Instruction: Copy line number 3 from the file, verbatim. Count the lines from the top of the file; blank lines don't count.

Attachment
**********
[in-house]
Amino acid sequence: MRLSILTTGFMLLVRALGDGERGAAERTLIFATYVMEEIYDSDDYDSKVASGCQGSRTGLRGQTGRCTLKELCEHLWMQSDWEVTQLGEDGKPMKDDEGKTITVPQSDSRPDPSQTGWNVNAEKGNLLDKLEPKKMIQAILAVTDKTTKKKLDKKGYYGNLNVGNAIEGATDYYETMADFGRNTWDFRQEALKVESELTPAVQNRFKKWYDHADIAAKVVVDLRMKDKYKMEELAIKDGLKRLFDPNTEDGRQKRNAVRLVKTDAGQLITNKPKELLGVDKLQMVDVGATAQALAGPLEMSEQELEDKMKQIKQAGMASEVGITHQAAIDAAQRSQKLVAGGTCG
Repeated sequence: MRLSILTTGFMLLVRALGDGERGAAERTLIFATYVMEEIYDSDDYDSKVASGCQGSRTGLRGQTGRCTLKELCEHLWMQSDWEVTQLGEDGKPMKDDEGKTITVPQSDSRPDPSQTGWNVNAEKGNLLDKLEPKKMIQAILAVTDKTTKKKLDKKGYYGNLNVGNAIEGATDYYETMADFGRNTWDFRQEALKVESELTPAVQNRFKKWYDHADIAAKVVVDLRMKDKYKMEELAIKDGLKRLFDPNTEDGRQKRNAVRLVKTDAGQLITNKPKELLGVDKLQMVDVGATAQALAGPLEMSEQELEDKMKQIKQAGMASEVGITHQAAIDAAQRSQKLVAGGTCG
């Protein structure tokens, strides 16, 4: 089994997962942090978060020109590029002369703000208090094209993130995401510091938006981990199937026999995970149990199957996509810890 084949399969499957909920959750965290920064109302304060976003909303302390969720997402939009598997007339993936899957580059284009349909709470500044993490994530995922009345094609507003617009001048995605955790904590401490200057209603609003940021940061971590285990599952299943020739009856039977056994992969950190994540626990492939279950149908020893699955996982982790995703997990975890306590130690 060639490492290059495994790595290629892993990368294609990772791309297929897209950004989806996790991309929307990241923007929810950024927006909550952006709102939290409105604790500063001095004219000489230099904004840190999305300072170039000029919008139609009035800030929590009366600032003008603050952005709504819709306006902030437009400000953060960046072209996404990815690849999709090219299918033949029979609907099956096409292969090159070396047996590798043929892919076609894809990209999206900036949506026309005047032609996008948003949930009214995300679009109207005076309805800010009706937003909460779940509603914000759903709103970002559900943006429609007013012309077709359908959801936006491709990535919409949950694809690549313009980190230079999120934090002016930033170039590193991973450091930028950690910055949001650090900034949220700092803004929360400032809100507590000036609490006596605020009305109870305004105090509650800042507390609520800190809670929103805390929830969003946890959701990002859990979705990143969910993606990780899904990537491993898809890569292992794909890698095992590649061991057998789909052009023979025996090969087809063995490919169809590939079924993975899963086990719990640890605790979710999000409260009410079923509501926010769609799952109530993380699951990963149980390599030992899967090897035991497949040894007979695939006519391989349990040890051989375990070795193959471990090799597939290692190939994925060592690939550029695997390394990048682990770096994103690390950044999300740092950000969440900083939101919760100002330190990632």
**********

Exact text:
Repeated sequence: MRLSILTTGFMLLVRALGDGERGAAERTLIFATYVMEEIYDSDDYDSKVASGCQGSRTGLRGQTGRCTLKELCEHLWMQSDWEVTQLGEDGKPMKDDEGKTITVPQSDSRPDPSQTGWNVNAEKGNLLDKLEPKKMIQAILAVTDKTTKKKLDKKGYYGNLNVGNAIEGATDYYETMADFGRNTWDFRQEALKVESELTPAVQNRFKKWYDHADIAAKVVVDLRMKDKYKMEELAIKDGLKRLFDPNTEDGRQKRNAVRLVKTDAGQLITNKPKELLGVDKLQMVDVGATAQALAGPLEMSEQELEDKMKQIKQAGMASEVGITHQAAIDAAQRSQKLVAGGTCG